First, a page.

Sarah Saaroni with her son Dr Gideon Saaroni in her organic garden. She is still growing her own veges. 

Sarah Saaroni with her son Dr Gideon Saaroni in her organic garden. She is still growing her own veges. 

Once the publisher took her on, she had to fight to tell her story herself.

“It was perfect English, but it wasn’t my voice. It became so they were telling my story, not me.”

She insisted on her own authentic voice, in her own often idiosyncratic English. And here it is, part two of her riveting life told in her unmistakable Polish Jewish cadences, as distinct as the flavours of her cooking. 

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I went to Sarah’s home after the book launch and she entranced me, as she always does, with her energy and sense of humour, not to mention her sharp memory. I found myself telling her what an awesome 91-year-old she is.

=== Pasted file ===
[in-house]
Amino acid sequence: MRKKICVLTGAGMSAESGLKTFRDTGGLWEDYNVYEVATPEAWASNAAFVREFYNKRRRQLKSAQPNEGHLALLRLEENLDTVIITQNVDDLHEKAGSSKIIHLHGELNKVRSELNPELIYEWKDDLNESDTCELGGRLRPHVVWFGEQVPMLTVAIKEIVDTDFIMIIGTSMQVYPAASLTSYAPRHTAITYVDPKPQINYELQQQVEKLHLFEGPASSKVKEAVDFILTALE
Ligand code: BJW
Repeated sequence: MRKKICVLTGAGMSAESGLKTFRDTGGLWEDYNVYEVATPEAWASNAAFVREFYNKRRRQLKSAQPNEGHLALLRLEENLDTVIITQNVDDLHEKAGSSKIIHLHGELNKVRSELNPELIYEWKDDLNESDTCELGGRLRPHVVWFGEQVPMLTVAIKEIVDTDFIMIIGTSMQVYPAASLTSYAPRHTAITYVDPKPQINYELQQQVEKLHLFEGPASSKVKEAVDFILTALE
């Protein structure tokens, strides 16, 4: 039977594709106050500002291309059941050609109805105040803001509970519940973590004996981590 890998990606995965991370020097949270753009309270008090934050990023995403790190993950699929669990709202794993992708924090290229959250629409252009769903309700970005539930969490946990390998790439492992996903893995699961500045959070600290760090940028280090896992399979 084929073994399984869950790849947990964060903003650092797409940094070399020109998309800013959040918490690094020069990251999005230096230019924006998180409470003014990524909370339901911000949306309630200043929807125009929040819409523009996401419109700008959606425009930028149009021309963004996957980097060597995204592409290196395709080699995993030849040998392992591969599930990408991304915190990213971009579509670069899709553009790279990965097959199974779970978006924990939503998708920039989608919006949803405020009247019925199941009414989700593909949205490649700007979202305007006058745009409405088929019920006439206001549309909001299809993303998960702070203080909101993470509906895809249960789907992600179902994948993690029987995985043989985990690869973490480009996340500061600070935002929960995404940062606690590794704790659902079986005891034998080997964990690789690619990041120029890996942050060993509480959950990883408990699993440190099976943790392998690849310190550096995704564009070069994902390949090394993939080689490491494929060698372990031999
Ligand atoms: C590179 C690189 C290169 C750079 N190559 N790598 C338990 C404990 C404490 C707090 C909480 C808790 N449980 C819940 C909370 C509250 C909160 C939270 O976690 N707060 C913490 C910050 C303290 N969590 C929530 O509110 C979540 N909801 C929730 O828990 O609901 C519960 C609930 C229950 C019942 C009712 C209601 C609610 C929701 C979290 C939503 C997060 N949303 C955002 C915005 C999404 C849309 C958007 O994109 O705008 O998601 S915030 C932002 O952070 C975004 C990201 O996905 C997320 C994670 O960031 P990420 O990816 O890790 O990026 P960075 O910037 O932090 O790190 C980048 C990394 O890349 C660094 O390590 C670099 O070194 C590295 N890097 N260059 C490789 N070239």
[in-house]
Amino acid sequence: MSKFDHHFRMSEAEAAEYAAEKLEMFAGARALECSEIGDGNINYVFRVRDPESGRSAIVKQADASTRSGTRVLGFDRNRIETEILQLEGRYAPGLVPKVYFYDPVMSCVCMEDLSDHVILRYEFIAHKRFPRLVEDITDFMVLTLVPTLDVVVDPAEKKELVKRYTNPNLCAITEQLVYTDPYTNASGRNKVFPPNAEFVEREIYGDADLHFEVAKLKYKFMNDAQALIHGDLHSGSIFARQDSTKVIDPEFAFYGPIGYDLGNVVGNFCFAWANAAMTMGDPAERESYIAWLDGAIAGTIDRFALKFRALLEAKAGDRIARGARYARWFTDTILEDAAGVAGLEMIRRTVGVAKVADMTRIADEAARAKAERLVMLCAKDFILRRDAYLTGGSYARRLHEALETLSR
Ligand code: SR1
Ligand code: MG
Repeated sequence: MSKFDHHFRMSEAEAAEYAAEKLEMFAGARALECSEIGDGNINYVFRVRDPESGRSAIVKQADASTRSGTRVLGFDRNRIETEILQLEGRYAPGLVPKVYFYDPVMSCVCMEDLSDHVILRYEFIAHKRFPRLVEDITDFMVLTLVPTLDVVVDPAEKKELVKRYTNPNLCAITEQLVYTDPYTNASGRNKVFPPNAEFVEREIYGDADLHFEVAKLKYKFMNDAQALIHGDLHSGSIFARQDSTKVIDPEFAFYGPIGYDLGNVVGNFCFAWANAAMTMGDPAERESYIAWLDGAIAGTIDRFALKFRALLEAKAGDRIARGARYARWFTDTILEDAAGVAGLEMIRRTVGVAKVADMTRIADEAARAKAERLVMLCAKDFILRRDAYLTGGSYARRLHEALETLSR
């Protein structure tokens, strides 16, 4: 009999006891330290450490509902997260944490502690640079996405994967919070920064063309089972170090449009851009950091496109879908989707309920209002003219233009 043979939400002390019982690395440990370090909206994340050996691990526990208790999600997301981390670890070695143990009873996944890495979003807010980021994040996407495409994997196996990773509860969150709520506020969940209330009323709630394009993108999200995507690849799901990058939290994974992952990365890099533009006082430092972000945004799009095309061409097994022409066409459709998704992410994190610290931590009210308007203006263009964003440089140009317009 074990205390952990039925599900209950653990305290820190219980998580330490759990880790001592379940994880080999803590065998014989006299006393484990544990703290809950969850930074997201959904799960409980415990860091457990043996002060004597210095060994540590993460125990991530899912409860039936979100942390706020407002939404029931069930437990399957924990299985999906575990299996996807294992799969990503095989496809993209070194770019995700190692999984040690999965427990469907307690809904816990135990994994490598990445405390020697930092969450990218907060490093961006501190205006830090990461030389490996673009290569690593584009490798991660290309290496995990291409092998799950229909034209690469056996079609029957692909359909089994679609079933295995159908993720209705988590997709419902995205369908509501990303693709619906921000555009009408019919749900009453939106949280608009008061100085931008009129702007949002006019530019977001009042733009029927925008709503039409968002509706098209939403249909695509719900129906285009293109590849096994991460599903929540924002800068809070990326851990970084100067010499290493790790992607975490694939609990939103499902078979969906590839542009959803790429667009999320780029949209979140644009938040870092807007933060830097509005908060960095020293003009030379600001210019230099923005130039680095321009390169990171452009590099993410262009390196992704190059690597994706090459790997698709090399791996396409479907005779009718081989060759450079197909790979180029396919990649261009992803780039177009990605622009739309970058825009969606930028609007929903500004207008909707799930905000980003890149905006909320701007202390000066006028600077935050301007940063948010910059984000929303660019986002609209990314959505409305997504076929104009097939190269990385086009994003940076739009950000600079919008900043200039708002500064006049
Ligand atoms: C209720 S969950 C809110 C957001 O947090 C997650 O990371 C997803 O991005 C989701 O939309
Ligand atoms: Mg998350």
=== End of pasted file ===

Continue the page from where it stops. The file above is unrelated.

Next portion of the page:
“It’s just numbers. What is 91? I look at the numbers and see them backwards like in Hebrew, so now I’m 19,” Sarah laughed. “Soon, when I turn 92 in a few weeks, then I will be 29. It’s all good.”
One of Sarah's sculptures. She took up this work late in life, after her husband's death. 

One of Sarah's sculptures. She took up this work late in life, after her husband's death. 


The other lovely counterpoint to my time in Sydney, sitting studiously at the computer, was following the Outback Adventure of Food is Love grandmother Ruth Hampel and her grand-daughter Natalie Hampel

They left wintry Melbourne to set off on a Road Trip. Where else would you go in your late 80s, but up to Australia’s beautiful rugged north west? 


They dove up the coast of Western Australia to reach Broome. Ruth in her 80s and Nat in her 30s were companionable travel partners over several weeks and hundreds of kilometres, as Nat filmed and photographed their trip. 

They drove, 4WD that is.